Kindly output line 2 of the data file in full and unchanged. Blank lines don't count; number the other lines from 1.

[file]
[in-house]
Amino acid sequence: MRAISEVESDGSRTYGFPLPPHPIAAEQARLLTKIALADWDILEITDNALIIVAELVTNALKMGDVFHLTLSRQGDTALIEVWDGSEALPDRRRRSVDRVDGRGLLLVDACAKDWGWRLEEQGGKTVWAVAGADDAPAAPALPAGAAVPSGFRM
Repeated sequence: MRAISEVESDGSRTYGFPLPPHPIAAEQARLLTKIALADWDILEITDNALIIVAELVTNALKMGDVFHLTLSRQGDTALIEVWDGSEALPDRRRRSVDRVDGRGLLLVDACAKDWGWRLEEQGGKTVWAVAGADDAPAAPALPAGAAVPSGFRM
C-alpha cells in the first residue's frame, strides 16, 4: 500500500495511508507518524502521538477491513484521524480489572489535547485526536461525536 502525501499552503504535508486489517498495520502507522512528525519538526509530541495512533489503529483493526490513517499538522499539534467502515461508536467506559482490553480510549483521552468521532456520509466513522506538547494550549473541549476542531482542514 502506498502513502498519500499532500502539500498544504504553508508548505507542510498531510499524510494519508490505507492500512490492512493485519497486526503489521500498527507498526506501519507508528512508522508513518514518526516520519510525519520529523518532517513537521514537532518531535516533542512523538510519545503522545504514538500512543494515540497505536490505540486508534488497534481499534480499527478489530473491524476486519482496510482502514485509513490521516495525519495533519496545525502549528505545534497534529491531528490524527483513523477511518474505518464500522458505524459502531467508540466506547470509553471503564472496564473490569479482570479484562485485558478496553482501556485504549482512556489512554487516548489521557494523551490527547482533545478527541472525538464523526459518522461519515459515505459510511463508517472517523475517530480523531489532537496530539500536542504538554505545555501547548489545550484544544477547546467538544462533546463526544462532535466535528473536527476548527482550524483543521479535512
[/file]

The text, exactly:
Amino acid sequence: MRAISEVESDGSRTYGFPLPPHPIAAEQARLLTKIALADWDILEITDNALIIVAELVTNALKMGDVFHLTLSRQGDTALIEVWDGSEALPDRRRRSVDRVDGRGLLLVDACAKDWGWRLEEQGGKTVWAVAGADDAPAAPALPAGAAVPSGFRM